It cannot be said that Dr Maxmin - a name born out of a confusion between his Central European parents and US immigration officials - has made a marked impact on the fortunes of Laura Ashley shareholders in his two-and-a-half-year tenure as chief executive.
Within 12 months of his appointment in September 1991 Laura Ashley shares plunged to levels not seen since the company nearly went bust in 1990. After bouncing sharply, the shares went back into decline and at 81p are more or less where they were when Dr Maxmin first showed up, having underperformed the stores sector by 30 per cent in the meantime.
A wide-ranging group reorganisation, to the accompaniment of pounds 11m of exceptional charges and write-offs, was an auspicious beginning. But Dr Maxmin, with his appetite for high-flown business-school jargon, has continued to disappoint, largely in the US, where serious inadequacies in systems and management have been uncovered with monotonous regularity.
Profits for the year to 31 January, due tomorrow, are expected to show a marginal improvement from pounds 1.8m to pounds 3m, with losses approaching pounds 10m in the US, on sales of around pounds 250m.
A past capital injection from Aeon, Laura Ashley's 15 per cent Japanese shareholder, and a mixture of disposals and good husbandry since, put the company a long way from the receiver's door. But it is still not in a position to pay anything other than a nominal dividend.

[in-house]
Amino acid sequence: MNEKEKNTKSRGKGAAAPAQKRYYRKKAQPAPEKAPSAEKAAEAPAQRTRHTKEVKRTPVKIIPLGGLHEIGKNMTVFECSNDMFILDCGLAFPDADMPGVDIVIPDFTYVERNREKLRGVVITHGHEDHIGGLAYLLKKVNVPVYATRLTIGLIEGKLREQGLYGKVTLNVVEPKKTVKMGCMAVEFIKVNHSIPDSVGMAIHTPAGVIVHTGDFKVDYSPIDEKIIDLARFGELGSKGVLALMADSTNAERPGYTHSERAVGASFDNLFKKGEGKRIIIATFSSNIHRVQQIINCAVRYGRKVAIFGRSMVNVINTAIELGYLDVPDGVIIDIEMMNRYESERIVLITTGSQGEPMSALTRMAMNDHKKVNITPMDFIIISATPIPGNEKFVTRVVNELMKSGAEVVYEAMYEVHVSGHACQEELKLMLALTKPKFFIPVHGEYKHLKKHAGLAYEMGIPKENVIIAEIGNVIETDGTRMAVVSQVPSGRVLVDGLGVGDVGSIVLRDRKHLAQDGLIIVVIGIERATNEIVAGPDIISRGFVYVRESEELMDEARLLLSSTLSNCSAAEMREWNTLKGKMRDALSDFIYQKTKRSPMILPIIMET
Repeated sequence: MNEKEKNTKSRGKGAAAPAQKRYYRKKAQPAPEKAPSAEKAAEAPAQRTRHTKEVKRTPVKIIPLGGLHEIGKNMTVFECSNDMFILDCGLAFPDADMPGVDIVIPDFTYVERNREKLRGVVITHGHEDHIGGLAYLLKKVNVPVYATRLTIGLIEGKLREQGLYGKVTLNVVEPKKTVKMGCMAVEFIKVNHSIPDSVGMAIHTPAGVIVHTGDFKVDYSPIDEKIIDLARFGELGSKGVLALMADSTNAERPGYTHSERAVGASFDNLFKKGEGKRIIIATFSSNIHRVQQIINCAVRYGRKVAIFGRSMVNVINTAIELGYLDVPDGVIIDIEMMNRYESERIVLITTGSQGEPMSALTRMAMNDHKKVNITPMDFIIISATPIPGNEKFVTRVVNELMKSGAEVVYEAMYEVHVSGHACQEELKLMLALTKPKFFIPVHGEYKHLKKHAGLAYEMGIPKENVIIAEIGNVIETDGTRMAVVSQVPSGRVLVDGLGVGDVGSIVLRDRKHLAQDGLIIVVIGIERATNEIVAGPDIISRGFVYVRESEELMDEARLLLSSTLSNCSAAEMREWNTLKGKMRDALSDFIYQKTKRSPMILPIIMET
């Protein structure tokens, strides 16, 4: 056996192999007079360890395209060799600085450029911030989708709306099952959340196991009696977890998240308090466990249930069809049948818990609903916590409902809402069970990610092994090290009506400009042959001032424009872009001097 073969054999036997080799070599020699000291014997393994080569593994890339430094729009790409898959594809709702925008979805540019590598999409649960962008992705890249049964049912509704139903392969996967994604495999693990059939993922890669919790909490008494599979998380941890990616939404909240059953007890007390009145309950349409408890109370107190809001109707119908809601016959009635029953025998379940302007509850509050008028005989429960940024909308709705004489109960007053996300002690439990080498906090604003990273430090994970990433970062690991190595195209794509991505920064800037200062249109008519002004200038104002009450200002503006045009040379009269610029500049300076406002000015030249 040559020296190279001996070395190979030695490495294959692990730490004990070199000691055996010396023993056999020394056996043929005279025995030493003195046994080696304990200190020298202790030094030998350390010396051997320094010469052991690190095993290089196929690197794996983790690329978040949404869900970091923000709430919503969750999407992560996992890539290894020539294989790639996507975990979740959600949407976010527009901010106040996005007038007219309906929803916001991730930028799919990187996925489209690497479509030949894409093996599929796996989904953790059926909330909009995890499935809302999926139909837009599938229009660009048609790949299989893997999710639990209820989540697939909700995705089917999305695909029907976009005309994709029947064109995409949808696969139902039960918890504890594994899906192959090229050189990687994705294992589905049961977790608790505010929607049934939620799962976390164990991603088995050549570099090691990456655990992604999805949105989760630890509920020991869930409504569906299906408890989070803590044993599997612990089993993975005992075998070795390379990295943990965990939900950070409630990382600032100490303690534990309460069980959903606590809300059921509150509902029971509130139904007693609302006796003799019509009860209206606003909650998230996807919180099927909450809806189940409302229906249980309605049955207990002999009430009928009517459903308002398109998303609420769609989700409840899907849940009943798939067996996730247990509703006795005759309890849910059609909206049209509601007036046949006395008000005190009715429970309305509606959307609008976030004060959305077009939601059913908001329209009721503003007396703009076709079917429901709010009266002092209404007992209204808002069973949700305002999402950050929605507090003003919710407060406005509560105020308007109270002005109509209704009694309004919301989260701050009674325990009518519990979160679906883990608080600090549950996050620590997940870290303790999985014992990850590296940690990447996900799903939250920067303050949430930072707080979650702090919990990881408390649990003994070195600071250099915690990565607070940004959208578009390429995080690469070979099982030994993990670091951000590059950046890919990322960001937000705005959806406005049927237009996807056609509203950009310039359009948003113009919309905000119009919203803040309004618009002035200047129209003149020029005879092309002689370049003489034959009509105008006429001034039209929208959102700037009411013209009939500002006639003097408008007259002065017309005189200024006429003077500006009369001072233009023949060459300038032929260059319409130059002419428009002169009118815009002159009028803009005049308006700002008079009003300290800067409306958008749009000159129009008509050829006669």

Compared with the US fiasco, developments in the UK have been encouraging. Double-digit sales increases were held on a like-for-like basis over Christmas, and a strong brand name has protected the gross margin.
Despite this success, Dr Maxmin's argument for accelerated spending on marketing the Laura Ashley brand - surely correct - has fallen on deaf ears in the boardroom. This, rather than any impending financial horrors, has provided the pretext for his departure.
The boardroom has been bolstered with three solid appointments, to stop it looking like a rudderless ship. But the company badly needs a heavyweight chief executive to extract value from the somewhat threadbare Laura Ashley name, which the stock market is so heavily banking on.Reuse content